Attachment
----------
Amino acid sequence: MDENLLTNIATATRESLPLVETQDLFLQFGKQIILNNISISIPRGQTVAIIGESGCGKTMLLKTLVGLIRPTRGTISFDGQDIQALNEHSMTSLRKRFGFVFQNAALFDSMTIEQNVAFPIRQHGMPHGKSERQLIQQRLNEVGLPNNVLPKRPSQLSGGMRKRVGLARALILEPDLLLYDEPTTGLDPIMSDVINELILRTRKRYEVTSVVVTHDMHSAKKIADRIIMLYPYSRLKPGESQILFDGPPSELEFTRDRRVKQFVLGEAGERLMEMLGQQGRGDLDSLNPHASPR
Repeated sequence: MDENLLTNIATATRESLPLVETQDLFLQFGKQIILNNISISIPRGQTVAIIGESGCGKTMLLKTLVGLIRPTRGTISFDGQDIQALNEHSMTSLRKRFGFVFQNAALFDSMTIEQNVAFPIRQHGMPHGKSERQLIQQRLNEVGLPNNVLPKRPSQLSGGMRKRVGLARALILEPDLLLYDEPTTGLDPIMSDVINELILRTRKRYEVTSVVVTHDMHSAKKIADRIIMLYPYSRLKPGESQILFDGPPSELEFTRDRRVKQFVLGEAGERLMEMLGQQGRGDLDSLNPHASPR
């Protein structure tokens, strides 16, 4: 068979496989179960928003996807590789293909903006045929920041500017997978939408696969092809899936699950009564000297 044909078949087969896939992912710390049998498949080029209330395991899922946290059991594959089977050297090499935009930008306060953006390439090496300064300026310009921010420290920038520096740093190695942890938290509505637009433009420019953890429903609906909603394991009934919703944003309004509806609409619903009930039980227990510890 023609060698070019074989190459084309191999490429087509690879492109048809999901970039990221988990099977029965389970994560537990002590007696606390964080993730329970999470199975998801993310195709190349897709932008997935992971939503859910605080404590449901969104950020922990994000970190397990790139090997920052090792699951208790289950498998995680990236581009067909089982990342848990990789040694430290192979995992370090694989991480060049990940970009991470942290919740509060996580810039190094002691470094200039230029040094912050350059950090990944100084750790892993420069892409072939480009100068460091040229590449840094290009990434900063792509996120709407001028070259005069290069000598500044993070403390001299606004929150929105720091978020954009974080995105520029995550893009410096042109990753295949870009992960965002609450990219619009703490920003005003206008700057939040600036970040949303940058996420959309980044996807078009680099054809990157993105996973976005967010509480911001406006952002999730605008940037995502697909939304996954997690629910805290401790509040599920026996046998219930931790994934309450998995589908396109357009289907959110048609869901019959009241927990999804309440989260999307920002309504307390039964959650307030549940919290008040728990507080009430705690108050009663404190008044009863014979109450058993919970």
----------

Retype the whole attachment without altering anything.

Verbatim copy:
Amino acid sequence: MDENLLTNIATATRESLPLVETQDLFLQFGKQIILNNISISIPRGQTVAIIGESGCGKTMLLKTLVGLIRPTRGTISFDGQDIQALNEHSMTSLRKRFGFVFQNAALFDSMTIEQNVAFPIRQHGMPHGKSERQLIQQRLNEVGLPNNVLPKRPSQLSGGMRKRVGLARALILEPDLLLYDEPTTGLDPIMSDVINELILRTRKRYEVTSVVVTHDMHSAKKIADRIIMLYPYSRLKPGESQILFDGPPSELEFTRDRRVKQFVLGEAGERLMEMLGQQGRGDLDSLNPHASPR
Repeated sequence: MDENLLTNIATATRESLPLVETQDLFLQFGKQIILNNISISIPRGQTVAIIGESGCGKTMLLKTLVGLIRPTRGTISFDGQDIQALNEHSMTSLRKRFGFVFQNAALFDSMTIEQNVAFPIRQHGMPHGKSERQLIQQRLNEVGLPNNVLPKRPSQLSGGMRKRVGLARALILEPDLLLYDEPTTGLDPIMSDVINELILRTRKRYEVTSVVVTHDMHSAKKIADRIIMLYPYSRLKPGESQILFDGPPSELEFTRDRRVKQFVLGEAGERLMEMLGQQGRGDLDSLNPHASPR
């Protein structure tokens, strides 16, 4: 068979496989179960928003996807590789293909903006045929920041500017997978939408696969092809899936699950009564000297 044909078949087969896939992912710390049998498949080029209330395991899922946290059991594959089977050297090499935009930008306060953006390439090496300064300026310009921010420290920038520096740093190695942890938290509505637009433009420019953890429903609906909603394991009934919703944003309004509806609409619903009930039980227990510890 023609060698070019074989190459084309191999490429087509690879492109048809999901970039990221988990099977029965389970994560537990002590007696606390964080993730329970999470199975998801993310195709190349897709932008997935992971939503859910605080404590449901969104950020922990994000970190397990790139090997920052090792699951208790289950498998995680990236581009067909089982990342848990990789040694430290192979995992370090694989991480060049990940970009991470942290919740509060996580810039190094002691470094200039230029040094912050350059950090990944100084750790892993420069892409072939480009100068460091040229590449840094290009990434900063792509996120709407001028070259005069290069000598500044993070403390001299606004929150929105720091978020954009974080995105520029995550893009410096042109990753295949870009992960965002609450990219619009703490920003005003206008700057939040600036970040949303940058996420959309980044996807078009680099054809990157993105996973976005967010509480911001406006952002999730605008940037995502697909939304996954997690629910805290401790509040599920026996046998219930931790994934309450998995589908396109357009289907959110048609869901019959009241927990999804309440989260999307920002309504307390039964959650307030549940919290008040728990507080009430705690108050009663404190008044009863014979109450058993919970």